POOR WOMEN TO GET CASH HANDOUTS
Rejaul Karim Byron
The government is set to take up a cash handout programme for poor women, to be financed by the World Bank, to ensure proper nutrition for their children and better health for them.
The programme will be run in the seven most poverty-prone districts; pregnant women and women with children below the age of five will receive Tk 200 to Tk 1,000 every quarter.
The WB will extend $300 million for the project, $267 million of which will be handed out as cash to the beneficiaries. Pregnant women are entitled to Tk 200, which would be given when they go for check-ups to health centres every four months.
Mothers with children aged 0-24 months will get Tk 500 when they take their child for monthly height and weight check-ups, while those with children aged 25-60 months are allowed Tk 1,000 on their quarterly visits to the health centres.
All beneficiary women would have to attend child nutrition and development education sessions every month and will be given Tk 500 per visit.
To remain consistent with the government’s family planning policy, each beneficiary mother will be entitled to benefits for only the first and second born child, the WB project document said.
This implies the average size of the monthly benefit would be between Tk 1,200 to Tk 1,800, which is around 15-23 percent of the estimated average monthly per capita expenditure of the target population who are expected to consume at around the lower national poverty line, it added.
The seven districts where the project will be implemented are: Jamalpur, Mymensingh, Sherpur, Gaibandha, Kurigram, Lalmonirhat and Nilphamari.
Around six lakh women from 60 lakh poor population in the seven districts will benefit from the project, which is expected to roll out next fiscal year.
The project is part of the $1.1 billion proposal that is likely to be placed before the WB board on December 16 with the overriding aim to alleviate poverty and boost the government’s income potential.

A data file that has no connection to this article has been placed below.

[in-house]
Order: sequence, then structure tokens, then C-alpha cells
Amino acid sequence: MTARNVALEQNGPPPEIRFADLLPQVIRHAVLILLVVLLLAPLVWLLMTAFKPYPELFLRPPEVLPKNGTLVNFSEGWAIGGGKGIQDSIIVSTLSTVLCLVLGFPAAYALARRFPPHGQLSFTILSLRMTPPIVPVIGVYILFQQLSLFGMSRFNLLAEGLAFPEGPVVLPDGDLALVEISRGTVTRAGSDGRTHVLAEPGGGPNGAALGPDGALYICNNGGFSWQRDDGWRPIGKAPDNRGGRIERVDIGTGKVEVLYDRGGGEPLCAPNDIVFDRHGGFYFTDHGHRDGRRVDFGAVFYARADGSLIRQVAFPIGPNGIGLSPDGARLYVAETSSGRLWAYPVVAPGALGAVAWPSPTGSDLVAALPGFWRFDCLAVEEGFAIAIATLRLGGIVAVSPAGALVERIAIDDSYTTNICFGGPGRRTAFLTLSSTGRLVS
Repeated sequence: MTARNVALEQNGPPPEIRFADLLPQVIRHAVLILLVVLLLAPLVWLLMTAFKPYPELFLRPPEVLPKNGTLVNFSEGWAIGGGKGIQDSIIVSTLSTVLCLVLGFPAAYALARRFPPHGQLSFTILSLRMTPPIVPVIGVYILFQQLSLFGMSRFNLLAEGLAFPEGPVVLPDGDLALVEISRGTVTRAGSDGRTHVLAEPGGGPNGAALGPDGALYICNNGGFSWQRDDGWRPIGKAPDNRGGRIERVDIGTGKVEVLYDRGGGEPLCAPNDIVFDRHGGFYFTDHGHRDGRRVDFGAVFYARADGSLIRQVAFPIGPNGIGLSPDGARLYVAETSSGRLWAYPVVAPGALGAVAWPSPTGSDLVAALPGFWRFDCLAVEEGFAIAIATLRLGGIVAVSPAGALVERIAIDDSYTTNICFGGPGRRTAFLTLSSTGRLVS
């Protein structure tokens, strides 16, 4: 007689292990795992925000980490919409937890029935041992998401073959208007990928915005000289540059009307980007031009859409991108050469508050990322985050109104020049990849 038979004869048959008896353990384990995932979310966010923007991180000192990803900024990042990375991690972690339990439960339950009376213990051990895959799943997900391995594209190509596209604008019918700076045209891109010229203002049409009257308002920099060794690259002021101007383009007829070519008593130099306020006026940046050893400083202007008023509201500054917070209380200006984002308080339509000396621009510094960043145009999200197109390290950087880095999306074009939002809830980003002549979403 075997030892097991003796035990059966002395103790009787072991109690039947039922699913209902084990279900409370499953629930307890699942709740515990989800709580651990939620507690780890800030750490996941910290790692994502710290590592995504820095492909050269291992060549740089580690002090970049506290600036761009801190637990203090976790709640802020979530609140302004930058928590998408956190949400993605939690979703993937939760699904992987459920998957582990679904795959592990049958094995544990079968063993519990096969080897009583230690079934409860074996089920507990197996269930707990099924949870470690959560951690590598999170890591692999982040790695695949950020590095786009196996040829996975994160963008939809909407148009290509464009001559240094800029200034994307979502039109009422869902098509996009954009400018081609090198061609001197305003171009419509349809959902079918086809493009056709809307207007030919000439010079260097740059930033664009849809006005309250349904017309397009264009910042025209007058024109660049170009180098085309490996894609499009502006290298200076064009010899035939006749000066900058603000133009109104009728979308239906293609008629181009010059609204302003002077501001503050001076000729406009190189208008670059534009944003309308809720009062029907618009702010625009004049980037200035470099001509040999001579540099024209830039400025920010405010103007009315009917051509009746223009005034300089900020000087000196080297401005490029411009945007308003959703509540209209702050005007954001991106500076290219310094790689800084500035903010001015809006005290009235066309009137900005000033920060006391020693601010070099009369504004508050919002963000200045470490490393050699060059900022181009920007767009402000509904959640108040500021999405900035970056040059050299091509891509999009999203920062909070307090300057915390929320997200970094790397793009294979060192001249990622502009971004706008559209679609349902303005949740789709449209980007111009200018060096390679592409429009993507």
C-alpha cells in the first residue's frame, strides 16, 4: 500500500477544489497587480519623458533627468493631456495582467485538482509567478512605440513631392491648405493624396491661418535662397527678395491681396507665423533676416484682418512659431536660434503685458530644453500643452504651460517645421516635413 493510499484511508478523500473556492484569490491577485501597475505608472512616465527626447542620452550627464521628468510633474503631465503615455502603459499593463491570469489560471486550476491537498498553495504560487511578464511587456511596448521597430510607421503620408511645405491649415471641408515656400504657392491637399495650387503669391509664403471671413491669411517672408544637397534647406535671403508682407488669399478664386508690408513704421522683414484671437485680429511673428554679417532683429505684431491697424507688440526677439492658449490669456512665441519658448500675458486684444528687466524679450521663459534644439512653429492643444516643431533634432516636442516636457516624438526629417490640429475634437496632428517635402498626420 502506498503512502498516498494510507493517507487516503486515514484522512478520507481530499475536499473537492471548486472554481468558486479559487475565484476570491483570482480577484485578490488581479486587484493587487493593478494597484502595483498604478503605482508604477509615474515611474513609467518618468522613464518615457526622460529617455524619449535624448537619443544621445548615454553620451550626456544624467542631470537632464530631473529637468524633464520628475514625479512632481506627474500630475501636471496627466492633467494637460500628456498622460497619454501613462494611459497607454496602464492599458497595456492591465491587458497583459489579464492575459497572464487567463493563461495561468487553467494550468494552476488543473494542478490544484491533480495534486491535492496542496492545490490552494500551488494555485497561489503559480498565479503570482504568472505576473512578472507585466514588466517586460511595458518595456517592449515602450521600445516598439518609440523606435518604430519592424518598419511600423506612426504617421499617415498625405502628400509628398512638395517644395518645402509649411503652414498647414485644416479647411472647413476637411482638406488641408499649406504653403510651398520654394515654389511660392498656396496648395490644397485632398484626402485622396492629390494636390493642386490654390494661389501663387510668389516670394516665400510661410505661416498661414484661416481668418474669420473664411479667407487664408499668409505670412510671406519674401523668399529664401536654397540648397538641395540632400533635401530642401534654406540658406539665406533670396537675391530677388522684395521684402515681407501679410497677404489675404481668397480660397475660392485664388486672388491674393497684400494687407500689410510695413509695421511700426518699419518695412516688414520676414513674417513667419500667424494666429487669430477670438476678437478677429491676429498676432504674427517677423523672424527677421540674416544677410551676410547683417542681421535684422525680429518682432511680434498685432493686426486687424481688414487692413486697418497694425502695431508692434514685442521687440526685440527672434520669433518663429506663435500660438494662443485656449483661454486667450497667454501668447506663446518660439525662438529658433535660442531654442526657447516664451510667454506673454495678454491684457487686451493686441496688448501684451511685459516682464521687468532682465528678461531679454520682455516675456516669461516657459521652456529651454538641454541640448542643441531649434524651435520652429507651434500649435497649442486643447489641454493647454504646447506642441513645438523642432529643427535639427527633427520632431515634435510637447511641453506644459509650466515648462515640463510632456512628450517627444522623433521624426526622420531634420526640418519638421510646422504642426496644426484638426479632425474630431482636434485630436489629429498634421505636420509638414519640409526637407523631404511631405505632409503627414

In 2010, the average poverty rate in the seven districts stood at 31 percent, with the minimum being 41 percent and the maximum 69 percent, according to the last household expenditure survey conducted in the region.
The beneficiaries for the project will be selected using the poverty database that WB is assisting the Bangladesh Bureau of Statistics to prepare, to ensure that the huge sums that government spends in the name of social safety net programmes reach their targeted demographic and are not concentrated to a few.
At present, 22 ministries implement 100 programmes, with annual allocation ranging from Tk 10 crore to Tk 5,500 crore.
The ten largest programmes receive 70 percent of the total safety net budget, while the remaining allocation is distributed among 18 medium-sized programmes (23 percent) and 67 very small ones (7 percent).
Between fiscal 1995-96 and 2007-08, the government on average spent 12 percent of the total public expenditure on the social safety schemes. Since fiscal 2008-09, it spent 14 percent of the budget. But the WB report said the country’s social safety net expenditure is still much lower than the global median of 18-27 percent.
Effective targeting and efficient implementation though could make a larger dent on poverty even on the existing budget, it added.
DECEMBER 03, 2014